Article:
Does A Greedy Intel Driver Improve Performance?
Written by Michael Larabel in Display Drivers on 15 April 2009. Page 2 of 8. 20 Comments

Starting with the QGears2 using the X Render extension, the gears test exhibited the best performance when greedy migration heuristics were used with EXA on the xf86-video-intel 2.6.3 driver. In the default mode, the default frames per second was 10.22 but with the greedy mode that jumped up to 15.48 FPS. This is in comparison to the xf86-video-intel 2.4.1 driver with EXA where it ran at 15.22 FPS. While UXA is designed to be faster than EXA and use the GEM memory manager, not everything is optimized. In this test, UXA was actually slower than EXA.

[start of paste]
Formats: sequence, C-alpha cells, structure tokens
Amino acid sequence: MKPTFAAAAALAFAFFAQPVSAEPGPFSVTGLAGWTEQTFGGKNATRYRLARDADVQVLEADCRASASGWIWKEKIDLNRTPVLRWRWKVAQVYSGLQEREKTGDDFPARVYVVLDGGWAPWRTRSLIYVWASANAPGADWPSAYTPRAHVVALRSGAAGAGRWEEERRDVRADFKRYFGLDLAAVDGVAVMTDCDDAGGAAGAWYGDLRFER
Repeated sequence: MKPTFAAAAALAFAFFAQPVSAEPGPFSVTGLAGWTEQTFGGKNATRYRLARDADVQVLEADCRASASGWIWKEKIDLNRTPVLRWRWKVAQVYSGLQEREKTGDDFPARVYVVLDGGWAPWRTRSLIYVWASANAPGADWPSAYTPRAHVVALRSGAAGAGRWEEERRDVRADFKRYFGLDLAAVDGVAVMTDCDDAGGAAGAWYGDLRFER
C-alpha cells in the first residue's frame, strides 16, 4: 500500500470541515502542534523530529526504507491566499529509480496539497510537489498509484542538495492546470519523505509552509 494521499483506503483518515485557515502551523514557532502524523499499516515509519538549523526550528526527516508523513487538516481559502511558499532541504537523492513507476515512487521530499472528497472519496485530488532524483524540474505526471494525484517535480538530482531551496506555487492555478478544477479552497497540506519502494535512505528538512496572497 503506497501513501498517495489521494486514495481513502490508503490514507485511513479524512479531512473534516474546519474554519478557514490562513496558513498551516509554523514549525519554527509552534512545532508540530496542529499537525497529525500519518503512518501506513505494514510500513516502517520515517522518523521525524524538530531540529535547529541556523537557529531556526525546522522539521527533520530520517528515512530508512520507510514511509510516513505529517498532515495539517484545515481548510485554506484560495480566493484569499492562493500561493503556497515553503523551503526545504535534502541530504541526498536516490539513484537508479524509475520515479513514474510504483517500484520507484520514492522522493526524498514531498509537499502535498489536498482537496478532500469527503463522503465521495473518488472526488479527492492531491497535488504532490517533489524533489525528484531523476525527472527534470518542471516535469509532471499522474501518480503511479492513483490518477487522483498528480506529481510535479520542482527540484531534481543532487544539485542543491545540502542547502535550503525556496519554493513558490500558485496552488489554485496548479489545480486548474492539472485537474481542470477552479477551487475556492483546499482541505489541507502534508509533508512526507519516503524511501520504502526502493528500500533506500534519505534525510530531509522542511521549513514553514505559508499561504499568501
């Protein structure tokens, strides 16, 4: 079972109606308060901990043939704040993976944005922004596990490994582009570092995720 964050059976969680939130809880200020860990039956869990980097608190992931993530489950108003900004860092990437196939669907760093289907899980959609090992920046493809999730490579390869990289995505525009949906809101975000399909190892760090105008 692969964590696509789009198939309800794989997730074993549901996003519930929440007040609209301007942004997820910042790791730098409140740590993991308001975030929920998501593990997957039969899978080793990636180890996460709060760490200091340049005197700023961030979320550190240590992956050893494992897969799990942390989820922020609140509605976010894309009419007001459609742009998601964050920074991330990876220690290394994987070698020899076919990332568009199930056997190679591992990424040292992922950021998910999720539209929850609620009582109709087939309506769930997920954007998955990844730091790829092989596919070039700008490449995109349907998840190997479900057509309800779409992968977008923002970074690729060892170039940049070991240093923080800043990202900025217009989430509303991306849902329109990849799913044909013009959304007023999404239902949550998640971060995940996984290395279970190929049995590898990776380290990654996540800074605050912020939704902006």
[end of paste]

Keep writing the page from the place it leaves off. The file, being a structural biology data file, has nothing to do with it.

UXA jumped out of last place with the text test where it delivered the best performance. The UMA Acceleration Architecture had an average FPS of 9.74 while the EXA default was at 7.21. Enabling greedy migration heuristics actually caused a performance drop with EXA to just less than five FPS. The older xf86-video-intel 2.4.1 driver ran at 6.44 FPS.

UXA regressed again when it came to using X Render with image scaling through QGears2. EXA had an average FPS of 12.82 and dropped to 9.70 FPS with UXA. The EXA greedy contender performed better, but it remained slower than the xf86-video-intel 2.4.1 driver.

A greedy Intel driver one bearing UXA led to slower 2D performance in our first GtkPerf run. UXA was twice as slow as the other test settings while greedy had just slowed down the performance by a percent or two. Lastly, the older 2.4 Intel driver delivered the best performance.